- The LaST Upgrade -
PART 29 - Falcon CT60 RSO OSC
Last updated September 13, 2016
This prototype module is almost like the CTCM but this is programmed with a simple resistor instead. I had no end of trouble with CTCM when I overclocked and couldn't easily revert back to default speeds. I mostly just changed the IC and it worked at 60mhz, but after a while it stopped working altogether so I gave up with it.
My CT60 is also VERY fickle about what fixed OSC it uses. I only ever found 1 brand of 66mhz osc which worked. Other brands didn't. I stood no chance of getting 90mhz speeds working despite trying various brands & speeds of osc. In the end I got frustrated enough to design my own clock module.
Designing this module was a lot of trail and error and sometimes it would work and sometimes not, I was starting to question my own sanity towards the end of the work. Anything from the voltage output, so the "loading" of the signal, the DC offset voltage between the clock module and the CT60 clock distributor IC, it all added up into a huge mess of chaos. So my board compensates for clock issues and has a onboard filter to keep the clock line stable. This took a lot of trial and error, but this clock module solves all the clock problems I have found so far with the CT60.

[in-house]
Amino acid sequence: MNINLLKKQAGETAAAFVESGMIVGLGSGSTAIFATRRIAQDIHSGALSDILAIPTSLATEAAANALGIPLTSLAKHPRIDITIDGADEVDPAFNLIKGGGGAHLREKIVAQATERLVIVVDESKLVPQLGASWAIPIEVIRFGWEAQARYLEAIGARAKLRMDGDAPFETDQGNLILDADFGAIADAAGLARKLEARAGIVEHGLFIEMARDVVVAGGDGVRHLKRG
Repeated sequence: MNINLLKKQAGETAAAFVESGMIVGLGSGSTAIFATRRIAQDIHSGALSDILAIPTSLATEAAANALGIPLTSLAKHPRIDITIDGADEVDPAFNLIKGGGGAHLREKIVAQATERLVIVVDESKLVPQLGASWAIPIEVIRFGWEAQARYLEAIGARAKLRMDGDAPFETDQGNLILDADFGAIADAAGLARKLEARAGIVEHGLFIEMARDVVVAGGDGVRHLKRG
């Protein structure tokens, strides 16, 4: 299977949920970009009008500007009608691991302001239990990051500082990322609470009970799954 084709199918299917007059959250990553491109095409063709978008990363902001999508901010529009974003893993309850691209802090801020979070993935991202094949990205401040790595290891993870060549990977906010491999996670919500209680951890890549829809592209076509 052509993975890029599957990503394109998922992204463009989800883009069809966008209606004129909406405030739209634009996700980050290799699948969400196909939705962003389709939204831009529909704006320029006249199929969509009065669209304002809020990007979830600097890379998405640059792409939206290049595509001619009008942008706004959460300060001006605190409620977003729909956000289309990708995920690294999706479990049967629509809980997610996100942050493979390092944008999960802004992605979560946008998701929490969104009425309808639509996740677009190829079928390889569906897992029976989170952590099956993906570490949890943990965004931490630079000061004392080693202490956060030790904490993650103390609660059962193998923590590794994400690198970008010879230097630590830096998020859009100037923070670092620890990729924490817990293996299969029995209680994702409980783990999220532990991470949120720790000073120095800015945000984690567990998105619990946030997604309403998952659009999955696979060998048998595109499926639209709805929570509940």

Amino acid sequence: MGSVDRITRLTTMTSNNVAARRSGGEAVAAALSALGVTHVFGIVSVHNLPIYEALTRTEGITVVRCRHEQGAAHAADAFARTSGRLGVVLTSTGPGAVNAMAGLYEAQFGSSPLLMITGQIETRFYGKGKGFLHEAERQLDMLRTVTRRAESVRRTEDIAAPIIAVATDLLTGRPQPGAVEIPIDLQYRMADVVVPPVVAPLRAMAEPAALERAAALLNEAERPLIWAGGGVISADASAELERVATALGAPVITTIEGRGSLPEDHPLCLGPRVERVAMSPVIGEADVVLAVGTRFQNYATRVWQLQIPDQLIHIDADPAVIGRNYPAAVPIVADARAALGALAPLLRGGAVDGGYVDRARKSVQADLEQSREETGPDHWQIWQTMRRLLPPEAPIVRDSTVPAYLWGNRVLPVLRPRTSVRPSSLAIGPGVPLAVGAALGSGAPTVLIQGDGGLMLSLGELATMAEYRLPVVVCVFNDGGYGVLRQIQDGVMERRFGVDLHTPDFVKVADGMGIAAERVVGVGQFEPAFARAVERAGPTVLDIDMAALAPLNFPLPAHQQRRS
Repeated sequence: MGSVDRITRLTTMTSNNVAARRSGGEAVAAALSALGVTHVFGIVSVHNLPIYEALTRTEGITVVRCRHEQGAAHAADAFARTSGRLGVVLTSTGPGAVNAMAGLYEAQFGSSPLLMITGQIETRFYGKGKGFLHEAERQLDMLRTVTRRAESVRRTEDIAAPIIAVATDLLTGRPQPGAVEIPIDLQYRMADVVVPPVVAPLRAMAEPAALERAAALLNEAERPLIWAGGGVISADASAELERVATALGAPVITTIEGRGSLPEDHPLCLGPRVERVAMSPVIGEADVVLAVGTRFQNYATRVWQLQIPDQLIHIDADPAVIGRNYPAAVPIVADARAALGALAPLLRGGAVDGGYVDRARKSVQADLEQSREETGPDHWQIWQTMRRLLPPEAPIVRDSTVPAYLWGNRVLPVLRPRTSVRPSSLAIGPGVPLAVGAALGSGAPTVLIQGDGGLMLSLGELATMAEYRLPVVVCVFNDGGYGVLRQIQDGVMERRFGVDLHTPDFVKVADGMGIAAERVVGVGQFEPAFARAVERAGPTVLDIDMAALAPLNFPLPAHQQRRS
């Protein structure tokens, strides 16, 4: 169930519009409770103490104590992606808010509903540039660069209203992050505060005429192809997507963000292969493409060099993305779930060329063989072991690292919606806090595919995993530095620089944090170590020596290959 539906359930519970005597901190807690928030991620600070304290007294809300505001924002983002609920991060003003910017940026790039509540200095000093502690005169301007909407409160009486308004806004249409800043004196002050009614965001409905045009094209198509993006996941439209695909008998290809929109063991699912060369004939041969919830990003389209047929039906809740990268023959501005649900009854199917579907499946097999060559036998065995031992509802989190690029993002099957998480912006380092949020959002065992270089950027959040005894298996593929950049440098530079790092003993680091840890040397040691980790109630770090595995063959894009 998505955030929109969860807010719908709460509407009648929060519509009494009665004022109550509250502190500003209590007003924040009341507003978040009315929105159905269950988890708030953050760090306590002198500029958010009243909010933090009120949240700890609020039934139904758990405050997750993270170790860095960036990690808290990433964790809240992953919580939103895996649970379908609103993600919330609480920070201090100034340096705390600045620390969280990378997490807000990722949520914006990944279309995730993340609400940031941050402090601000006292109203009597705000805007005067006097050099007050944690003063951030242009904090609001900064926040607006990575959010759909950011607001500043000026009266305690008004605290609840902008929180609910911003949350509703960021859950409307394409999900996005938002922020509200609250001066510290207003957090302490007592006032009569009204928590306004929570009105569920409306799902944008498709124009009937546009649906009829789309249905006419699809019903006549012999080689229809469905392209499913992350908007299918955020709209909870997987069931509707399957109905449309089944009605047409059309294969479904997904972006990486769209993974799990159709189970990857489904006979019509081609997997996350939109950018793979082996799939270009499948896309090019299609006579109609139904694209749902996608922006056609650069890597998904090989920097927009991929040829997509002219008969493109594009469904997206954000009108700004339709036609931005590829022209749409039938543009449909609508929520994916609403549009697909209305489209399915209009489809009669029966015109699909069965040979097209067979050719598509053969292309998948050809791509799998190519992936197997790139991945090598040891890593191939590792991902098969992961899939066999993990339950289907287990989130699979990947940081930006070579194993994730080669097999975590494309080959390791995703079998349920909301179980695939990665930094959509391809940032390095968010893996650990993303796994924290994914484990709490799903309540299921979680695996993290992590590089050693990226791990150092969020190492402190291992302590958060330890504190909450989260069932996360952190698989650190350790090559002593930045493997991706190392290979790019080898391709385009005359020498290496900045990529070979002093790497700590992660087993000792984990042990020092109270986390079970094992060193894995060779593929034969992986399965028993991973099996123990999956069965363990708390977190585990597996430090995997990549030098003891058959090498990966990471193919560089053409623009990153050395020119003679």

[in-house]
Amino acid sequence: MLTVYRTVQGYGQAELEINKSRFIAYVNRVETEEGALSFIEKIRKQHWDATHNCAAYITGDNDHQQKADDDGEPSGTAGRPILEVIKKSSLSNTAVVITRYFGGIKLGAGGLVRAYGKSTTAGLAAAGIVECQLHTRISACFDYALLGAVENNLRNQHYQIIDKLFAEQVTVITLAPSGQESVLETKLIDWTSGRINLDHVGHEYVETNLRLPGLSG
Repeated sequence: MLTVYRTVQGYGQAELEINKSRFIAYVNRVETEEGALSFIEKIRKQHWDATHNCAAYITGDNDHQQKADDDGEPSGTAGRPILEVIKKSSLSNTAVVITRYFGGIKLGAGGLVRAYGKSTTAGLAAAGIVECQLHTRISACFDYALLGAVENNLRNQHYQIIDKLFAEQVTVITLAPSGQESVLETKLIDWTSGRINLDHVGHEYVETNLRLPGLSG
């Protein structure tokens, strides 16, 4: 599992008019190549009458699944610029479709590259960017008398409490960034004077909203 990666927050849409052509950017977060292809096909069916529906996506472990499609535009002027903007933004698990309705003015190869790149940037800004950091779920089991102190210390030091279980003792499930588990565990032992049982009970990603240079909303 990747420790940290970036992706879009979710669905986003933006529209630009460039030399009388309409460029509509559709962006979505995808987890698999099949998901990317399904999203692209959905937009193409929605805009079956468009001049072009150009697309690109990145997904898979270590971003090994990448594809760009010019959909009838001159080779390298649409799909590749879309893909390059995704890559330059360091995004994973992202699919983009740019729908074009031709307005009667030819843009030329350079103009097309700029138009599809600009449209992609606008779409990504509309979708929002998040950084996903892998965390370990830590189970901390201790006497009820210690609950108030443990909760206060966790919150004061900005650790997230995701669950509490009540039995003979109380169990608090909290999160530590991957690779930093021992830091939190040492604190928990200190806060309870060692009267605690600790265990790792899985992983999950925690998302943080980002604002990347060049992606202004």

My module uses a RSO (Resistor set oscillator) which is capable of running from around 60-160MHz. The preset trimmer is a multiturn (22 turns) 20K type. This gives very fine control over the MHz speed. Simply turn the trimmer one way for higher speed, and the other direction for lower speeds. Pressing reset on the falcon will reboot and CT60 will show the MHz speed at the top of the screen. So you know what speed you are running at. Should you clock to high and falcon no longer boots, no problem! just turn the pot a couple turns back and downclock to a lower speed.
Once the top speed is realised (note you need a genuine REV6 E41J 060 CPU to run near 100MHz speeds! They should be available in my webstore tried and tested) The 2 small pads can be measured on a multimeter on resistance to measure the resistance value of the trimmer. Once known, a 0805 SMT resistor can be used instead of the trimmer resistor. The image on the left shows the timmer in place, the image on the right shows without trimmer and with fixed resistor. SMT values are plentiful, but if the exact value is not obtainable then the closest higher value should be used.